by Qineng Tan, L.Ac., Ph.D. and Xiaomei Cai, L.Ac., Ph.D.
The Lunar New Year will begin on January 23, 2023. It is the Year of the Rabbit! The shift in energy will be significant as we move out of 2022, the Year of the Tiger, and into the more patient and gentle Rabbit Year 2023.
The Chinese Zodiac, like the Western Zodiac, is made up of twelve signs, each represented by an animal or magical creature. In Western astrology, the signs cycle through the twelve months every year, but in Chinese astrology, each sign gets a whole year to itself, and a cycle lasts twelve years.
Chinese Astrology also incorporates the five elements: Water, Metal, Wood, Earth, and Fire. The zodiac moves through a different element each year. 2023 will be the Year of the Water Rabbit. Because the Yin Water element is associated with the color black, some people call this the “Year of the Black Rabbit.”
The Yin Water element represents sensitivity, intuition, and, in its most positive form, the way of inner peace. The Water Rabbit Year promises a period of rest and reflection after the dynamic Year of the Tiger.
In Chinese culture the Rabbit is associated with the moon. According to ancient Chinese legend, the Jade Emperor disguised himself as an old beggar in order to find a trustworthy helper. The Rabbit offered itself as a meal to the starving man by jumping into the fire. The Emperor revealed his true self and took the generous Rabbit to the moon, where together they created the Elixir of Life. The outline of the Jade Rabbit can be seen on the moon, using a mortar and pestle to mix herbs into a powerful potion of healing and longevity.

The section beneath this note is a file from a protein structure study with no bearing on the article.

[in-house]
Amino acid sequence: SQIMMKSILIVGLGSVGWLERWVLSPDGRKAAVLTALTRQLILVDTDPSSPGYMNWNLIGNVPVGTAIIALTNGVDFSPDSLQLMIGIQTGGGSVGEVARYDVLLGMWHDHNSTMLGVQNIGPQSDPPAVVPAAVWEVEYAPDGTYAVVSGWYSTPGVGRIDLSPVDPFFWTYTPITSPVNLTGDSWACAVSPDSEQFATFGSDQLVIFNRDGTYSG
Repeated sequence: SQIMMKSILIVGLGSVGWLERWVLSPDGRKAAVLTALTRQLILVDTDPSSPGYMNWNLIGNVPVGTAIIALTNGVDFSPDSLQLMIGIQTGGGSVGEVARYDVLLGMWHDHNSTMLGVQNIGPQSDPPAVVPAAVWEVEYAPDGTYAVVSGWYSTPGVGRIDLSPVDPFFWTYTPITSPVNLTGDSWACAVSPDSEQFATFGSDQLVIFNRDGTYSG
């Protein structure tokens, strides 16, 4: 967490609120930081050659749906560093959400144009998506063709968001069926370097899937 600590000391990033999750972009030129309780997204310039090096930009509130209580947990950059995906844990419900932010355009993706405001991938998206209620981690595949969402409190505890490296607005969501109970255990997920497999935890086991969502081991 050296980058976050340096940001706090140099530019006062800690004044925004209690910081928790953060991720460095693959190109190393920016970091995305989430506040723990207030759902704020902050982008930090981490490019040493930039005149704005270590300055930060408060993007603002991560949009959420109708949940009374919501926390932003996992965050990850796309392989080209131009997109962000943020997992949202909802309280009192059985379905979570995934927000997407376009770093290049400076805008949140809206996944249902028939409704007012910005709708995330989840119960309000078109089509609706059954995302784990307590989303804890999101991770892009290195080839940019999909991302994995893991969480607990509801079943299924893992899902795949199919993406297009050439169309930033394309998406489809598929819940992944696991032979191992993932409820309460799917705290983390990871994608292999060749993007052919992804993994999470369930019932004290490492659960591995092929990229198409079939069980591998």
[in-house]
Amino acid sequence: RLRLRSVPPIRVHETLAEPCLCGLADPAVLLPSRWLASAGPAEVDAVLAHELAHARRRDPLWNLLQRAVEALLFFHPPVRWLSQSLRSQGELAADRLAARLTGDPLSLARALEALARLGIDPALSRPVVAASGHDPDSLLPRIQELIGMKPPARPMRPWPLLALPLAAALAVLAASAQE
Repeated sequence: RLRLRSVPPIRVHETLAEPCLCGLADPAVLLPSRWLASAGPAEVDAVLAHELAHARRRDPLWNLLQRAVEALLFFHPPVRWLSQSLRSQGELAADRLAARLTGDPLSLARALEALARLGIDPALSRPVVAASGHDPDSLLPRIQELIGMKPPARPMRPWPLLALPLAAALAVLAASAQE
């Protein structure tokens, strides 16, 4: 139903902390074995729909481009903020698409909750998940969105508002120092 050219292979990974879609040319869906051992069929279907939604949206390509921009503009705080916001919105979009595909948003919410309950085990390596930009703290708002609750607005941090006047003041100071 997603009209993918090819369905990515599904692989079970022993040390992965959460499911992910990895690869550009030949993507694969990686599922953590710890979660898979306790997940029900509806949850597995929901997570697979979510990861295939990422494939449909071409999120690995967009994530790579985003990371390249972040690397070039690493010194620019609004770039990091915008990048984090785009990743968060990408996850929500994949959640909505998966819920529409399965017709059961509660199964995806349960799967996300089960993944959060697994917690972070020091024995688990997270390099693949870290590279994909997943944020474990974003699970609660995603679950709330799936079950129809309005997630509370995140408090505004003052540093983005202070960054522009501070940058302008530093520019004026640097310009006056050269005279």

The rabbit is a symbol of good luck. In Chinese philosophy, rabbits are also considered to be emblematic of patience. So, as long as you can bide your time until the moment is right to act in 2023, you should experience some lucky breaks!
What Is My Sign In Chinese Astrology?
To find your Chinese horoscope, look for your birth year:
(As the lunar year begins on a different date each year, check more closely if your birthday lands in January or February)
- Rabbit 1939, 1951, 1963, 1975, 1987, 1999, 2011, 2023
- Dragon 1940, 1952, 1964, 1976, 1988, 2000, 2012
- Snake 1941, 1953, 1965, 1977, 1989, 2001, 2013
- Horse 1942, 1954,1966, 1978, 1990, 2002, 2014
- Goat 1943, 1955, 1967, 1979, 1991, 2003, 2015
- Monkey 1944, 1956, 1968, 1980, 1992, 2004, 2016
- Rooster 1945, 1957, 1969, 1981, 1993, 2005, 2017
- Dog 1946, 1958, 1970, 1982, 1994, 2006, 2018
- Pig 1947, 1959, 1971, 1983, 1995, 2007, 2019
- Rat 1936, 1948, 1960, 1972, 1984, 1996, 2008, 2020
- Ox 1937, 1949, 1961, 1973, 1985, 1997, 2009, 2021
- Tiger 1938, 1950, 1962, 1974, 1986, 1998, 2010, 2022
Chinese Zodiac – Year of the Rabbit Horoscope
2022 was the Year of the Water Tiger. The Tiger was brave and ambitious, ready to pounce when the moment of opportunity presented itself. Then, there were periods of rest, like afternoon naps after a good lunch. The Water element served to soften Tiger’s sharp edges.
As you might imagine, the Rabbit is known for its gentle spirit. Rabbits tend to be “homebodies,” content to wait patiently, studying and paying attention to every detail. People might underestimate the Rabbit’s quiet strength, but make no mistake; the rabbit can move with speed and agility when the time is right.